PPP not to join Fazlur Rehman's Islamabad march but will provide 'moral support', says Bilawal

Published September 11, 2019
PPP chief Bilawal Bhutto-Zardari says his party has had a "clear and consistent policy when it came to dharna politics in Islamabad". — DawnNewsTV
PPP chief Bilawal Bhutto-Zardari says his party has had a "clear and consistent policy when it came to dharna politics in Islamabad". — DawnNewsTV

PPP Chairperson Bilawal Bhutto-Zardari on Wednesday said that his party will not join the anti-government long march that Jamiat Ulema-i-Islam (JUI-F) Chief Maulana Fazlur Rehman announced to set out on, but promised to provide "moral and political support".

Bilawal, while speaking to reporters in Jamshoro, said that PPP has had a "clear and consistent policy when it came to dharna politics in Islamabad".

"Whether it is a sit-in by Tahirul Qadri, Imran Khan or by Tehreek-i-Labbaik; we were in opposition when [those sit-ins] took place but we never joined them," he said.

"We support Maulana Fazlur Rehman's politics and the issues he is raising. We provide moral support, political support for his initiative [but] strategically, we don't see eye to eye."

Bilawal announced that he will go around the country as part of his mass contact campaign and raise the same issues as Rehman.

"While Rehman will be in Islamabad, I will be going across the country and our narrative will be the same, which is that this puppet, incapable prime minister, who has been imposed upon us through rigging, who has ruined our economy, who has weakened our national security position on every issue including Kashmir [...] he will have to go home," said the PPP chief.

The JUI-F chief, last month, had announced that his party had planned a "decisive" long march aimed at ousting the present “fake government” in October. He had warned the government against making any effort to disrupt their planned march and expressed the hope that people from all walks of life and from all over the country would reach Islamabad to participate in what he called an "Azadi March” to free the country of the present “incompetent and illegitimate government”.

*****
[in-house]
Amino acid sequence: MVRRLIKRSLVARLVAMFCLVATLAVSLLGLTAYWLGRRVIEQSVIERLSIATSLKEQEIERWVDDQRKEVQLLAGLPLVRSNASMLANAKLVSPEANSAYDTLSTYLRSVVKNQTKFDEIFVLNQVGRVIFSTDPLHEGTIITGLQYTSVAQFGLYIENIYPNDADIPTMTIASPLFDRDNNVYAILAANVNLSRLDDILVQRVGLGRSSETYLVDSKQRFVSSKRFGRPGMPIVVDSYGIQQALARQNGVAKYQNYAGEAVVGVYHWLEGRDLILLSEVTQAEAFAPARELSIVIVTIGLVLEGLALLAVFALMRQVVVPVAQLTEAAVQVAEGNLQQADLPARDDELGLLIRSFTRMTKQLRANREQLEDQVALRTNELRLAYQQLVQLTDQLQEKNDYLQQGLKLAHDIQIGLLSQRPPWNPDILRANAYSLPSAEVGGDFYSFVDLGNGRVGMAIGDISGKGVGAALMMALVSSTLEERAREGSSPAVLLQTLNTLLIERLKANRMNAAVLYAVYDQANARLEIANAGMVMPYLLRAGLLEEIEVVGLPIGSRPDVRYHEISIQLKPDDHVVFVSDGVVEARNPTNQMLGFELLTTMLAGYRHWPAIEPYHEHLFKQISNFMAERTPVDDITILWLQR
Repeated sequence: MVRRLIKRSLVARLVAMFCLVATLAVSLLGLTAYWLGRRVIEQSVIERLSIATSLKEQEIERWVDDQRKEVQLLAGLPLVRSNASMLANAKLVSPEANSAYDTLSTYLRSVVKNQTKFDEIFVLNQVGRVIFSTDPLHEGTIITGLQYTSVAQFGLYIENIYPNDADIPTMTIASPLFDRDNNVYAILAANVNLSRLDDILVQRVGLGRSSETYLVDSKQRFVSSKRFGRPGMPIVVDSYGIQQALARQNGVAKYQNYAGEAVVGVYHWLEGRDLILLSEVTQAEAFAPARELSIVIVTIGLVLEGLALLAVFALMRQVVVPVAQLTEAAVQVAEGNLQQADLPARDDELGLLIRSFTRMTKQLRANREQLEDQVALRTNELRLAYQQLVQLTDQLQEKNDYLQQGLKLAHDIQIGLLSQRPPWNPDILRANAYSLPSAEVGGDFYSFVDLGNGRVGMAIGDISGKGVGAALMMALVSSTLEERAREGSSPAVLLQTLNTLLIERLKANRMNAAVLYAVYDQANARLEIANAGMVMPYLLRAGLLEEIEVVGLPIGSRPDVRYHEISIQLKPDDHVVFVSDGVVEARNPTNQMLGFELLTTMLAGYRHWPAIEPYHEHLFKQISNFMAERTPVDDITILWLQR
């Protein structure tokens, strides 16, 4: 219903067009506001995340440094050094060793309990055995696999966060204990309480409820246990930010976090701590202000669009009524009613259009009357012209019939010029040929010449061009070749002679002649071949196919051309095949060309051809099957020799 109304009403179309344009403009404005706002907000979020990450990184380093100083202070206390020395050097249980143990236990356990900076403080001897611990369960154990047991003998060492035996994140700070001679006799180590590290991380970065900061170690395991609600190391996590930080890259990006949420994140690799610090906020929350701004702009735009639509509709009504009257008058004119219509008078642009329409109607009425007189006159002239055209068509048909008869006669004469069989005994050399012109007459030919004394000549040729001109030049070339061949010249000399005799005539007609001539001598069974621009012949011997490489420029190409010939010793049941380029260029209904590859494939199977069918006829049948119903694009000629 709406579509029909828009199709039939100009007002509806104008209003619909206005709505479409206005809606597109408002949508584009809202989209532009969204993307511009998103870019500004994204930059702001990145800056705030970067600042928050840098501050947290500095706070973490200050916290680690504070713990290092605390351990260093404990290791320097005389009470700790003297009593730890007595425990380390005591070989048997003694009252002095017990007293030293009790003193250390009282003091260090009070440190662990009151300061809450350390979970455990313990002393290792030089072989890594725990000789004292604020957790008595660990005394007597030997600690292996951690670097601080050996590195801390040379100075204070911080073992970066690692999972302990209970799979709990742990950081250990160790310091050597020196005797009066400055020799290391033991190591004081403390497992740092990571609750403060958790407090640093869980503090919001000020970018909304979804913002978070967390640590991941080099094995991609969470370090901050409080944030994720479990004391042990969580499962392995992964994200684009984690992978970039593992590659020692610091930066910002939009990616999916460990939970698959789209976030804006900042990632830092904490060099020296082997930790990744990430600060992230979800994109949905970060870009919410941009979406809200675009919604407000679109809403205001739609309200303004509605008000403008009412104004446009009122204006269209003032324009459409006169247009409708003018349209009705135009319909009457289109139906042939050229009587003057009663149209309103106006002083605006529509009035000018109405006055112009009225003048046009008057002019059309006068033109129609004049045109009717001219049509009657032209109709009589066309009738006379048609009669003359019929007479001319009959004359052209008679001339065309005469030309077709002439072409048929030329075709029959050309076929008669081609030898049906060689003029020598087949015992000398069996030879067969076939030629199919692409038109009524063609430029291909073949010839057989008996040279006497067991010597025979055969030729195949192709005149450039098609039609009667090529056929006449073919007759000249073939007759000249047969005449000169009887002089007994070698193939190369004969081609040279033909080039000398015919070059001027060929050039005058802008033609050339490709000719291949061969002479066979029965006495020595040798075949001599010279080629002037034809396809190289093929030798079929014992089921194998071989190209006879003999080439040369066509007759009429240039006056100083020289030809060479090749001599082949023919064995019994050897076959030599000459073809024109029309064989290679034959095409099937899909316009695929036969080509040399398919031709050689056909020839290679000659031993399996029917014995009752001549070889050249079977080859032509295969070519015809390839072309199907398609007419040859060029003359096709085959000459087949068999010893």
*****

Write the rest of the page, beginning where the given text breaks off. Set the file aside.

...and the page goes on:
He had said that his party was in contact with leaders of opposition parties in order to get them on board.

Opinion

Moral visions

Moral visions

In Pakistan’s current space-time configuration, the language of politics has changed dramatically.

Editorial

Prime minister’s challenge
Updated 04 Mar, 2024

Prime minister’s challenge

Shehbaz should remember that his govt will be walking a tightrope: policy confusion can quickly snowball into a national disaster.
Close to midnight
04 Mar, 2024

Close to midnight

THE Ukraine war has entered its third year, with no signs of a peaceful resolution. If anything, the principal...
Losing history
04 Mar, 2024

Losing history

WHILE we have history strewn all over, the debate around pro-preservation development is not loud enough. Last week,...
Little respite
03 Mar, 2024

Little respite

IS inflation on its way out? The Consumer Price Index showed that inflation dropped to 23.1pc in February from ...
More slaughter
Updated 03 Mar, 2024

More slaughter

Israel’s extremist leaders are on an apocalyptic mission to ethnically cleanse Gaza.
Without VCs
03 Mar, 2024

Without VCs

THE delay in appointing vice chancellors across Pakistan’s universities has mushroomed into a crisis, with one...